There are many ways to fund your IRA—after making contributions, a transfer or rollover is the most common. Often these words are used interchangeably, but there are differences between the two. Here, we help you understand transfers and rollovers, and their financial implications.
Transfer: One IRA to another IRA of the same type
A transfer is a direct movement of assets from one IRA to another IRA. Whether Traditional or Roth, the type must be the same for both accounts. Exceptions are limited to transfers between Simple and Traditional IRAs following a two-year waiting period for the Simple IRA. Transfers are not taxable or reported to the IRS, because assets are never made payable or distributed to the taxpayer. They move directly from one IRA to the other. There are no limits as to how many transfers can be made in a year or per IRA.
Rollovers: Direct and Indirect
There are two types of rollover transactions: a direct rollover and an indirect rollover.
Direct rollover: Assets never pass through the individual’s hands
- From an IRA to an eligible retirement plan
- From an eligible retirement plan to an IRA, or
- From an eligible retirement plan to another eligible retirement plan.
In a direct rollover, the individual never takes constructive receipt of the assets—in other words, the assets never pass through the individual’s hands. Direct rollovers, unlike transfers, are reported to the IRS, but are not taxable (unless pretax assets from an eligible retirement plan are moved to a Roth IRA), because assets are never made payable or distributed to the taxpayer. There are no limits as to how many direct rollovers can be made in a year.
Indirect rollover: Distribution from an IRA rollover
An indirect rollover consists of a distribution from an IRA that is rolled over into:
- Another IRA of the same type* (see below), or
- An eligible retirement plan, or a distribution from an eligible retirement plan that is rolled over into another eligible retirement plan or IRA.
The individual takes constructive receipt of the assets and rolls them over within 60 days. An individual is allowed only one IRA-to-IRA rollover per 12 month period. This restriction does not apply to an IRA to eligible retirement plan rollover, an eligible retirement plan-to-IRA rollover, nor to an eligible retirement plan-to-eligible retirement plan rollover. Some amounts, such as Required Minimum Distributions (RMDs), cannot be rolled over.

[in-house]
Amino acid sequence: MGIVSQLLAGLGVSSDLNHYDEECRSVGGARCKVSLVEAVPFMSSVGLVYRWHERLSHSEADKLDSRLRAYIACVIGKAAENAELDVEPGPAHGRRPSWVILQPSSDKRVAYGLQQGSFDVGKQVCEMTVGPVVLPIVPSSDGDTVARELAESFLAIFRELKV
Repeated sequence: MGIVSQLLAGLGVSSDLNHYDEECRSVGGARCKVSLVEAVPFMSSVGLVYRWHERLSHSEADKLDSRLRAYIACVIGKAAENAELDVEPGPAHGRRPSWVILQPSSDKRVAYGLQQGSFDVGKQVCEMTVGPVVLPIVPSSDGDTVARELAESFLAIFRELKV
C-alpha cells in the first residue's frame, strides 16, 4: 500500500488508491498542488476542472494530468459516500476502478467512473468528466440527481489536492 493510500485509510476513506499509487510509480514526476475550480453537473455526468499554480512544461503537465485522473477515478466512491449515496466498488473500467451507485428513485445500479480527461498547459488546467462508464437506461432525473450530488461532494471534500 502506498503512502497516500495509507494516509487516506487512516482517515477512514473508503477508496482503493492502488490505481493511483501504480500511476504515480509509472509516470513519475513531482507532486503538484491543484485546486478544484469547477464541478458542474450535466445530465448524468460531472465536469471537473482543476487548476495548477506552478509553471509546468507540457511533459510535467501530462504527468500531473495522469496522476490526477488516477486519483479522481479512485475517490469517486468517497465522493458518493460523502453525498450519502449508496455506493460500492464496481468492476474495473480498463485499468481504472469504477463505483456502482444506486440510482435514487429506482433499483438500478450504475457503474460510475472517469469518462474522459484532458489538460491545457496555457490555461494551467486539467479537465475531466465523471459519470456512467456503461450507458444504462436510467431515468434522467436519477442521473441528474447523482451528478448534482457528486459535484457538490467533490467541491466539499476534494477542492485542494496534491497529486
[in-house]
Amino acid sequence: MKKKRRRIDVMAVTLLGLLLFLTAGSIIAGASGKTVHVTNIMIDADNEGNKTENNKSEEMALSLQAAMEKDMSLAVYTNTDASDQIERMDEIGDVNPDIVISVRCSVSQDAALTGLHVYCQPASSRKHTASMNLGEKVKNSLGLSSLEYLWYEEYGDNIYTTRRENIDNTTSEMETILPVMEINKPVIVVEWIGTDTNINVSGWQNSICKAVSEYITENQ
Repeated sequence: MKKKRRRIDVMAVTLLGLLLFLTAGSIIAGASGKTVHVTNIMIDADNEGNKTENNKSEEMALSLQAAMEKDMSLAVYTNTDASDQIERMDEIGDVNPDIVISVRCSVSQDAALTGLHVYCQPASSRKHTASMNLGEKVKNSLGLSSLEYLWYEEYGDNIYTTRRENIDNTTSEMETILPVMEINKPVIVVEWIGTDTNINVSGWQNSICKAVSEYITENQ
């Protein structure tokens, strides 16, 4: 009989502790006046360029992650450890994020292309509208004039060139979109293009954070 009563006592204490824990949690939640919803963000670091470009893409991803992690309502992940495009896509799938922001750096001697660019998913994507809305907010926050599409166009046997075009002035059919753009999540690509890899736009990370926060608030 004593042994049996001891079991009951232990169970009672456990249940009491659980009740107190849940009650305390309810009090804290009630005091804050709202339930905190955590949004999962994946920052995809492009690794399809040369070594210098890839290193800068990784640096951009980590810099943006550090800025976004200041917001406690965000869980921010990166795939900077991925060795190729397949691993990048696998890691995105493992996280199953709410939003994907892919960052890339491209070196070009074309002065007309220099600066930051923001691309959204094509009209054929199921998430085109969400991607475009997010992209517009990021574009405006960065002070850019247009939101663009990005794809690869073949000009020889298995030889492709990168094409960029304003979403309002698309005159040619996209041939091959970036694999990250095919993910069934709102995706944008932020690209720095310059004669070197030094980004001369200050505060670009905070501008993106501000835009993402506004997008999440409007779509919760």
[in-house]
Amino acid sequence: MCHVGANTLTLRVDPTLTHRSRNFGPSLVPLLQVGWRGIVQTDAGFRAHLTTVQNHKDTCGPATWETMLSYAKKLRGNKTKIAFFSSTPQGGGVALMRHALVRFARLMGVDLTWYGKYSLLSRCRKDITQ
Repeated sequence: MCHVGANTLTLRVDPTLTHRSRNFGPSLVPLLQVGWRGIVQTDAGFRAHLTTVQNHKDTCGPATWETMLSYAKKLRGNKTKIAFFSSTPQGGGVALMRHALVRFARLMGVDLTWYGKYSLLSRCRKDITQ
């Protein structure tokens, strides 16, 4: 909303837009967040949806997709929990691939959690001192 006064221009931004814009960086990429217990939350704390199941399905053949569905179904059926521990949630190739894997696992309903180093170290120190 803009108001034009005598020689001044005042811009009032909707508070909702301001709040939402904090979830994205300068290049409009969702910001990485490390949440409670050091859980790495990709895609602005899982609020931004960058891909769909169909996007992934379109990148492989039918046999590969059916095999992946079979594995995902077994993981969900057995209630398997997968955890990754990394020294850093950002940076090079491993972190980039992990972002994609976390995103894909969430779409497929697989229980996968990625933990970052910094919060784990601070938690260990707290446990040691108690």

*The exception to this rule involves a rollover from a SIMPLE IRA to a Traditional IRA or a rollover from a Traditional IRA to a SIMPLE IRA once the two-year waiting period for the SIMPLE IRA has been satisfied.
Please refer to our Eligible Rollover Chart for more examples.
What should you expect when rolling over your assets?
Moving assets from one institution to another is generally straightforward. However, to avoid any delays in processing, keep these factors in mind:
- Prior to completing any paperwork, contact the resigning custodian to verify its requirements to move funds.
- Depending upon the resigning custodian’s requirements, the transfer process may take 1 to 3 (or more) business weeks.
- Virtually all resigning custodians will require you to complete their own paperwork to initiate the process.
- To ensure the funds are applied to the correct account and in the right manner, the titling of your funds is of the utmost importance.
This material is provided for general educational and informational purposes only and should not be considered to be legal, tax or investment advice. Provident Trust Group, LLC is a non-discretionary, passive, directed custodian that does not sell or solicit investments and does not provide investment advice or recommendations. Provident Trust Group, LLC is not obligated to review and does not endorse any investment or investment advisor, and individuals are responsible for the investments in their accounts. Consult with a tax and/or financial advisor to determine what may be best for your individual needs.